What is in Indonesia that resembles the Carnival of Venice in Italy or Paro Festival in Bhutan? The answer is masks. The piece of lifeless matter frozen in its expression that is brought to life when placed over the human face has become an integral part of many traditions in Indonesia. Over centuries they have developed skills in creating beautiful masks, mostly for ritual and royal entertainment purposes. Made from wood, carved and painted by hands and carefully decorated to symbolize good or evil or wisdom, these masks showcasing what is in Indonesia that are both interesting and mystical.
When traced by its history, in this case is closely related to the history of religion in Indonesia, the mask was originally used as a means of ritual offerings. At the early period, the Indonesian embraced dynamism-animist beliefs. The mask was the embodiment of ancestral spirits. Mask was a means of communication between people who were still living with their ancestors. When dry season, they ask for rain to their ancestors or gods. Also at harvest time, they showed their gratitude.
Masks are believed to contain magic, which is transferred to the dancer who wears it. Old masks are particularly valued since through age they are believed to have more powerful magic, and the dancer who wears it will thus give a more powerful perforrmance. Dancers can be either male or female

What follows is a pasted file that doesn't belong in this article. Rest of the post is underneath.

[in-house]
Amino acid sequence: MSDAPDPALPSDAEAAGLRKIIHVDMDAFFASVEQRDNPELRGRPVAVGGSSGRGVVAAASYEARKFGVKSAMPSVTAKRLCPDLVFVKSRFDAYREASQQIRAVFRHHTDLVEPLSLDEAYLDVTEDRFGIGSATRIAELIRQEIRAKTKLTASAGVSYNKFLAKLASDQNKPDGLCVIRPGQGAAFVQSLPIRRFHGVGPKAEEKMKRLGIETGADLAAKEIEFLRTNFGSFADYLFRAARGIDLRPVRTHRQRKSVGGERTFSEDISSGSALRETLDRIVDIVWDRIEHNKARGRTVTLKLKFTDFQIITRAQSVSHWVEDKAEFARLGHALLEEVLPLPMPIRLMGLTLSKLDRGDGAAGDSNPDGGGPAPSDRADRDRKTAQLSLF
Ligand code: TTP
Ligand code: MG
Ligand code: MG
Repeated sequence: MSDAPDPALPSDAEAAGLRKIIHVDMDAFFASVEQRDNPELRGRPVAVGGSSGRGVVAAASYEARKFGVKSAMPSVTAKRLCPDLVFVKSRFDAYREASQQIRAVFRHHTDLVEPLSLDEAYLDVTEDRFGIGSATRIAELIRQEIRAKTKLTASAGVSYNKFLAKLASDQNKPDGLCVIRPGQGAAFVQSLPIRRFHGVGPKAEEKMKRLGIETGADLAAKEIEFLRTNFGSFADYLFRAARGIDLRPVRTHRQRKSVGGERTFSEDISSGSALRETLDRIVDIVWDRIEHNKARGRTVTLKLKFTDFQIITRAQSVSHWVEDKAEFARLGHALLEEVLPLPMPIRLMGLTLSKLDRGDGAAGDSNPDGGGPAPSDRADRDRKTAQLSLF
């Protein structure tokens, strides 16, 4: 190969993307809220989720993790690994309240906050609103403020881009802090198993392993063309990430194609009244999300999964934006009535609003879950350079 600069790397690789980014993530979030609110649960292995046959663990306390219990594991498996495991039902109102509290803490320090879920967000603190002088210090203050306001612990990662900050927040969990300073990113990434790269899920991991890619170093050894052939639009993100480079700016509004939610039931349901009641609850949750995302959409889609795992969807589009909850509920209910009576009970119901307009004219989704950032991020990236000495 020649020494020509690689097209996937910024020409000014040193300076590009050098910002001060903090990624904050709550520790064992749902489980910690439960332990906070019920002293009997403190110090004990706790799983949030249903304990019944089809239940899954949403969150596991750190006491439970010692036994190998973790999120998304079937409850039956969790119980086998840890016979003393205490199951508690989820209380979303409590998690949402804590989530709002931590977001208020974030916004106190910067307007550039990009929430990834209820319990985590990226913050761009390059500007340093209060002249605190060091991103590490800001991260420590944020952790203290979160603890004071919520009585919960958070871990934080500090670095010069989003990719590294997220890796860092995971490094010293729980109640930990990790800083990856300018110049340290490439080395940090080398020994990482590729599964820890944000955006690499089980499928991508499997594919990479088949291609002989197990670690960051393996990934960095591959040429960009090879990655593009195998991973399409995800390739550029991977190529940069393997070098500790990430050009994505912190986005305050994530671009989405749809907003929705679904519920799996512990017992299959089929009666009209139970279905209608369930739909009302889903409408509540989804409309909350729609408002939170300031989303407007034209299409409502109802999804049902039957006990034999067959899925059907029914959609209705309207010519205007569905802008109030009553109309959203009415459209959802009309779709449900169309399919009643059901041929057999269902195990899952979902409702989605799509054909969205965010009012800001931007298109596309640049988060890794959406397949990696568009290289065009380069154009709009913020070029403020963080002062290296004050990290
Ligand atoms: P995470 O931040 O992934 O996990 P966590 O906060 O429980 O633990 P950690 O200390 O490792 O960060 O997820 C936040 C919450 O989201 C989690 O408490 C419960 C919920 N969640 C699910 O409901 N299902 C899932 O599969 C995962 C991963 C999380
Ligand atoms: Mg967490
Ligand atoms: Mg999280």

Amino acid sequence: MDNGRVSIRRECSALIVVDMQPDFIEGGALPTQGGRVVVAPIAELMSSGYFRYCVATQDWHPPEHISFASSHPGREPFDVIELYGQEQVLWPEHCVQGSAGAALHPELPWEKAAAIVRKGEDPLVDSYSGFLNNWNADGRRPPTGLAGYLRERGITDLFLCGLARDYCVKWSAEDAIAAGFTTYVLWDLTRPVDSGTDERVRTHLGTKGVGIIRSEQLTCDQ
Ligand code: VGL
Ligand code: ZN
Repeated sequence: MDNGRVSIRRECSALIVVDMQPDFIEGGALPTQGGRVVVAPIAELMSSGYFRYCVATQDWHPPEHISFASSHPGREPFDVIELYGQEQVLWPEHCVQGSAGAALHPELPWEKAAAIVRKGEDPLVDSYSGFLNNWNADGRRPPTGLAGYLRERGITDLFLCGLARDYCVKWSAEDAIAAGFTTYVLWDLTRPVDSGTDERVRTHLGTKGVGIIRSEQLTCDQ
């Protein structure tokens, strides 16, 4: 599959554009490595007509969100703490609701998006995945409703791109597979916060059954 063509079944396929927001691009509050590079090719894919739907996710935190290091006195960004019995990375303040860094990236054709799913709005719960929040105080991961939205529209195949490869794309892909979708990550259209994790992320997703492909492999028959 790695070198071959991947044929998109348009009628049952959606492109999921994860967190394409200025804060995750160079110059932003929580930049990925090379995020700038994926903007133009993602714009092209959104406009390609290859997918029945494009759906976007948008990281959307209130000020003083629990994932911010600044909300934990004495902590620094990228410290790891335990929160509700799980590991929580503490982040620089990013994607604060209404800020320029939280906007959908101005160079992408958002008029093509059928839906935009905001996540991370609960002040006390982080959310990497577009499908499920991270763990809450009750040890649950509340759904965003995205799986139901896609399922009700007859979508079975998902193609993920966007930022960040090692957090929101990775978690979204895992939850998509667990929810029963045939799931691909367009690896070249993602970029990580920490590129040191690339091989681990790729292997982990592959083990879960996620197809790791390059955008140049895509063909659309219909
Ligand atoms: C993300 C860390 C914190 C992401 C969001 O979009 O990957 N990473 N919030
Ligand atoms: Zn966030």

Cirebon – West Java
Located in the northern part of Java Island, the area is not just famous for its batik culture but also for mask tradition. Believed to be as old as the Sunanate of Cirebon, masks were especially created for dance performance during religious events, ceremonies and festivals. There are five main characters in Cirebon masks tradition: Rahwana, Tumenggung, Rumyang, Samba and Panji, all have different characters that symbolize good and evil. According to local belief these masks can be used as protection from evil forces.
Masks in Bali are made for dances during celebrations and holy ceremonies. Carved only by the Brahmins (the highest caste), dancers in masks show epic stories about their religion, various stages of life and the victory of good over evil. There are four types of Balinese masks; human masks, animal masks, god masks and demon masks and those could be whole or half masks. Masks of Barong and Rangda (two mythical creatures) are lavishly painted and decorated with real hair, making them one of the most coveted souvenir items from the island of Gods.
Dayak – East Kalimantan
Beside long houses and tattoo traditions, hudoq (mask in Dayak language) with their elaborate carvings and colors that represent beasts, pests and deities are also what Dayak culture is famous for. They are very important especially at the beginning of the harvesting season where they hold Hudoq stomping dances to protect their crops from pests. You can find this ancestral ritual in the villages of Bahau and Busang, located deep in the rainforests of East Kalimantan. Be prepared as these dances could last up to 5 hours. Hudoq is major part of what is in Indonesia that needs to be preserved.
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